The federal government yesterday raised the alarm that many states in the country may soon run out of bed spaces for COVID-19 patients at their isolation centres due to the increasing number of Nigerians testing positive to Coronavirus.
The desperate situation with COVID-19 patients’ accommodation came just as the Federal Ministry of Health said it had weighed in to resolve the disagreement between the Nigeria Centre for Disease Control (NCDC) and the Kogi State government over the deployment of rapid response team in the state.
On the same day, the number of COVID-19 cases in the country rose to 3,912, up from the 3,526 recorded on Thursday. In all, 386 new cases were recorded nationwide yesterday. Deaths recorded also rose to 117 from 107 recorded on Thursday.
Speaking at media briefing by the Presidential Taskforce on the Control of COVID-19 in Abuja, the Director General of NCDC, Dr. Chikwe Ihekweazu said some states were already experiencing difficulties accommodating patients in their over-burdened isolation facilities.
When asked to assess the bed space situation, Ihekweazu said:
“We are still plus or minus where we are. We have a big challenge on our hands in the country right now, especially in Lagos, Kano and Zamfara and in a few other states where the number of cases currently outweighs the capacity to continue implementing our policy of institutional isolation of all the patients, whether they are asymptotic, mildly symptomatic or severe. Right now, the reality that we are facing is that the implementation of that policy is very difficult.”
Also, the Minister of Health, Dr. Osagie Ehanire said the ministry and other organs of government were seeking measures to check or break transmission of the virus and so control its spread.
He said the ministry had employed tried, tested approaches and is applying innovative measures and guidelines in dealing with COVID-19 pandemic.
“Our ideal is still to identify all positive cases and isolate both the symptomatic and asymptomatic, to safeguard the health of the rest of the population, as well as provide care to the symptomatic,” he said.
With regards to the distribution of personal protective kits, Ehanire said that the federal government was making sure that every state got supplies according to the cases they have.
On drugs for treatment of COVID-19, Ehanire said that Nigerian clinicians are participating in World Health Organization’s (WHO) sponsored study to find out the efficacy of certain drugs, including Chloroquine and anti-ritroviral drugs.
As for those who claim to have developed herbal remedies for COVID-19, Ehanire said they can approach the Nigeria Institute for Pharmaceutical Research and Development which would assess such claims before referring them to NAFDAC for certification.
On the controversy trailing the deployment of response team from the Federal Ministry of Health and NCDC to Kogi state, Ehanire said: it had to do with disagreement over processes.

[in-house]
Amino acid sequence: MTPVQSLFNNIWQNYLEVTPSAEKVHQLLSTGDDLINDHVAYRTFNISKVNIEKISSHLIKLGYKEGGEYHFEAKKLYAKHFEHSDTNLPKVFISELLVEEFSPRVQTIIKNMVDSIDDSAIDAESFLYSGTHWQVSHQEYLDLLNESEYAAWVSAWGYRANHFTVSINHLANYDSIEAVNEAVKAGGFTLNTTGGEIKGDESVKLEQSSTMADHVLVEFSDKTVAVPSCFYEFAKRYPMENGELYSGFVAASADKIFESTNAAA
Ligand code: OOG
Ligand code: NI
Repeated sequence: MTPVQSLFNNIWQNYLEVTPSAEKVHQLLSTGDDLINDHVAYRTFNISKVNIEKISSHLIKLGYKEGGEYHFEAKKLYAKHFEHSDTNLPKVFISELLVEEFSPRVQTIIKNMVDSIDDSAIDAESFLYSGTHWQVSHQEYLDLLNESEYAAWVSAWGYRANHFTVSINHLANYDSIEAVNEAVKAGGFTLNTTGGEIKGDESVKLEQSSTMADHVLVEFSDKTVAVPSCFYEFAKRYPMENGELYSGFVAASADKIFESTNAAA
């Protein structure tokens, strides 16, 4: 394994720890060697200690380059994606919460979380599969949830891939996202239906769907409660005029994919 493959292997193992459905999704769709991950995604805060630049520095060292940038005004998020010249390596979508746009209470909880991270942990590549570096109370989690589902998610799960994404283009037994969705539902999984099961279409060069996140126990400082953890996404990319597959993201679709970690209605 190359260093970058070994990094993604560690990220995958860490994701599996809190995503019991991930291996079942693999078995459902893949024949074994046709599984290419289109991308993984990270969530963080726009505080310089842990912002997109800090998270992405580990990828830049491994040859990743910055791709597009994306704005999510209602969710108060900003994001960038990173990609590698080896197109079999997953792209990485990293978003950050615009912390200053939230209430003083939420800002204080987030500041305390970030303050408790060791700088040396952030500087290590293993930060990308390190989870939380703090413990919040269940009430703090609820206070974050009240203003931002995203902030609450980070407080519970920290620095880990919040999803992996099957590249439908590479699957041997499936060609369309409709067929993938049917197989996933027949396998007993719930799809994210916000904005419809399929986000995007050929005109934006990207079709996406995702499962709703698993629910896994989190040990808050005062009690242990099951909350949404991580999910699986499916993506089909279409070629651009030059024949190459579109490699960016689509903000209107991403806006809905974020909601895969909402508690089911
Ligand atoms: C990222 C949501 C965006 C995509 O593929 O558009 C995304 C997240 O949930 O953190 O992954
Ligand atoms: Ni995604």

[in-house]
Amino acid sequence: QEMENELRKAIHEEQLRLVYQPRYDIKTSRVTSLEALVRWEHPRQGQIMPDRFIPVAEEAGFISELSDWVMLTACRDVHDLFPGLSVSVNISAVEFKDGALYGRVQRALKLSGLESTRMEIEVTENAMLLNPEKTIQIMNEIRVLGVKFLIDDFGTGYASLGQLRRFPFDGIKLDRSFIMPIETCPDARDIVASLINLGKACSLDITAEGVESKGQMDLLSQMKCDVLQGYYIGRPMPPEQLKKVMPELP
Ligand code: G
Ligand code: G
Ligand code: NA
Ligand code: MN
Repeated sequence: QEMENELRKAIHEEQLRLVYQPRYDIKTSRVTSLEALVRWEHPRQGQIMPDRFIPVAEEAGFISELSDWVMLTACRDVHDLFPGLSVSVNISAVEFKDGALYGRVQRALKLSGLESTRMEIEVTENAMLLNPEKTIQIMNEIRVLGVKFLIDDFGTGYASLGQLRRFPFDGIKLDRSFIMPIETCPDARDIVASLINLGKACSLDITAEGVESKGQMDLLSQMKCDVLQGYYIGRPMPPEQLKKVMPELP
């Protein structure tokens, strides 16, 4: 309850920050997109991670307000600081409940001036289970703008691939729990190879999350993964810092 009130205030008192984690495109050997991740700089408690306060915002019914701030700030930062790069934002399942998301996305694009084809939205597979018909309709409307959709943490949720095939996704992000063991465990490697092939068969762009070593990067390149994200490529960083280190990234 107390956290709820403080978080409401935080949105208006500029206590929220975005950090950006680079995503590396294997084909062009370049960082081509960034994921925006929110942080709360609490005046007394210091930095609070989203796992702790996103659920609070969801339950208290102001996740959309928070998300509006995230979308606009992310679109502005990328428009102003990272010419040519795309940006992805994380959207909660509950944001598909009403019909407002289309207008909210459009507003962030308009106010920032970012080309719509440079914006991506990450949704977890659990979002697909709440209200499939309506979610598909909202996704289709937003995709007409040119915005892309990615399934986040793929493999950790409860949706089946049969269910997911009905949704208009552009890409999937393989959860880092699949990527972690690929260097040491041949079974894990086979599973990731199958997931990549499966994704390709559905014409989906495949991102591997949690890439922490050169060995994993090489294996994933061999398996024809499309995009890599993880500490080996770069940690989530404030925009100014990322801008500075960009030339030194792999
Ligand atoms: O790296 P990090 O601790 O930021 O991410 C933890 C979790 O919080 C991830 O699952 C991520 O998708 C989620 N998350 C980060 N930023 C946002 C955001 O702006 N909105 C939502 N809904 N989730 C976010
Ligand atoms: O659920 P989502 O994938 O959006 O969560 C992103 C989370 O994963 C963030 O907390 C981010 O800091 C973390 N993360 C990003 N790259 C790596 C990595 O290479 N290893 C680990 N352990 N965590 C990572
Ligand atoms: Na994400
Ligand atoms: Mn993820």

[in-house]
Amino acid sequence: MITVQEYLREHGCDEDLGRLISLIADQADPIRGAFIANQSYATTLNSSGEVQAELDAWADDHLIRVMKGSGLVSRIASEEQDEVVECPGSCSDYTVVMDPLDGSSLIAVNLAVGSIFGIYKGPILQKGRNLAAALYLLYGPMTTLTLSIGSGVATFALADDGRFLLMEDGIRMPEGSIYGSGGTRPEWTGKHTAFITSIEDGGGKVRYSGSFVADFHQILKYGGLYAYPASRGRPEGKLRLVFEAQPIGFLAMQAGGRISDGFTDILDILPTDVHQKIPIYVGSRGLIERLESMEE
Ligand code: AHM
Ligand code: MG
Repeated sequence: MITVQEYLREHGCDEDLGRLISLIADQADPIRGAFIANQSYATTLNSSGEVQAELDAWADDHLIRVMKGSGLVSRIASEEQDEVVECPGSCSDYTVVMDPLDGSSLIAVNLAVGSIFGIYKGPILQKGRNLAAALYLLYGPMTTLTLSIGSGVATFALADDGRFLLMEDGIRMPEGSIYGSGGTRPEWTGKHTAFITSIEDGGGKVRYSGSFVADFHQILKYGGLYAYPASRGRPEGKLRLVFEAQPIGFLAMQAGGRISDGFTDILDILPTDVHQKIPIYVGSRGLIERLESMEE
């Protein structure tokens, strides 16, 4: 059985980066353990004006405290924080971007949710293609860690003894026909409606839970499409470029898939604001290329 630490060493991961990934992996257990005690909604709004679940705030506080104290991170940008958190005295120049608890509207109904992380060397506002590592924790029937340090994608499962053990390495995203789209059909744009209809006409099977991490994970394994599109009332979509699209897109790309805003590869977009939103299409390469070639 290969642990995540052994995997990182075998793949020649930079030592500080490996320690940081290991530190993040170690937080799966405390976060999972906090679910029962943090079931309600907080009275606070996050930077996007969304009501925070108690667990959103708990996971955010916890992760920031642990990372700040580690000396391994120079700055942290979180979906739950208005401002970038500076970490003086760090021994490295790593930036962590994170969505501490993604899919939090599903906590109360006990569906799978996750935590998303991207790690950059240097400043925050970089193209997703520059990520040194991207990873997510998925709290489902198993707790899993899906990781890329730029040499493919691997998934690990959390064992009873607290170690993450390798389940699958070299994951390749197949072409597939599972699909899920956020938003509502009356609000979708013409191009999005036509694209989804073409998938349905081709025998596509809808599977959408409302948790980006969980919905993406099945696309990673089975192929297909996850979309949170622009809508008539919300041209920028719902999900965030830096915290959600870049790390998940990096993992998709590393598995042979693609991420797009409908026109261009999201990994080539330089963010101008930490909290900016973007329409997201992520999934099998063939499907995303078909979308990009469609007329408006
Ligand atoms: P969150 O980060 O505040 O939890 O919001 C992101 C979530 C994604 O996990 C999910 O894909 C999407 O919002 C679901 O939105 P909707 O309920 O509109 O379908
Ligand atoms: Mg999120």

He said the ministry was going to reengage the governor with a view to securing a working agreement to enable the NCDC officials to reenter Kogi State and complete their assignment.
“Kogi State is one of the two states that have said that they do not have COVID-19 patients and they seem to be sure about that so the agreement we had with them after discussion with the governors of the two states is that we will send a team of experts to validate that fact and to be able to engage the commissioners and the state governors and also the other public health authorities just for validation
“It is also for us to update our national records and to be able to report to the world what the situation is in our country because the whole world might not know that we don’t have any actual records from these two states.
We agreed to send the team from the Ministry of Health and NCDC to Kogi State yesterday but there were some differences as to processes which we need to explain to the state governor again and to work with his team to create atmosphere in which the NCDC and Federal Ministry of Health can complete their job,” he said.
The minister said the federal government deployed a multi-sectoral technical team on a fact finding mission to Jigawa State yesterday morning at the request of the governor.
According the minister, the challenge in Jigawa revolves around repatriated Almajiris, many of whom have tested positive for COVID-19.
On his part, the NCDC boss said the mandate of the centre in the states was merely supportive, adding that NCDC would usually intervene where its services were needed.
Ihekweazu gave update of new COVID-19 laboratories, saying that NCDC had activated two new laboratories in Rivers State.
The Secretary to the Government of the Federation/Chairman, Presidential Task Force on COVID-19, Boss Mustapha said the PTF had intensified the monitoring of the level of compliance with the advisories and guidelines already issued.
He said PTF had asked the security agencies to ensure strict enforcement.
“Nigeria is presently at the community transmission phase and yesterday – Thursday 7th May, 2020, we witnessed the highest single-day number of 381 confirmed cases. This could be considered worrisome but for the fact that this rise is associated with our increased testing capacity, which has provided an opportunity to detect hitherto hidden cases.
“However, this increased testing does not translate to higher fatality rates, as in the last few days, we have witnessed a good number of discharges and a continually reducing daily fatality rate.”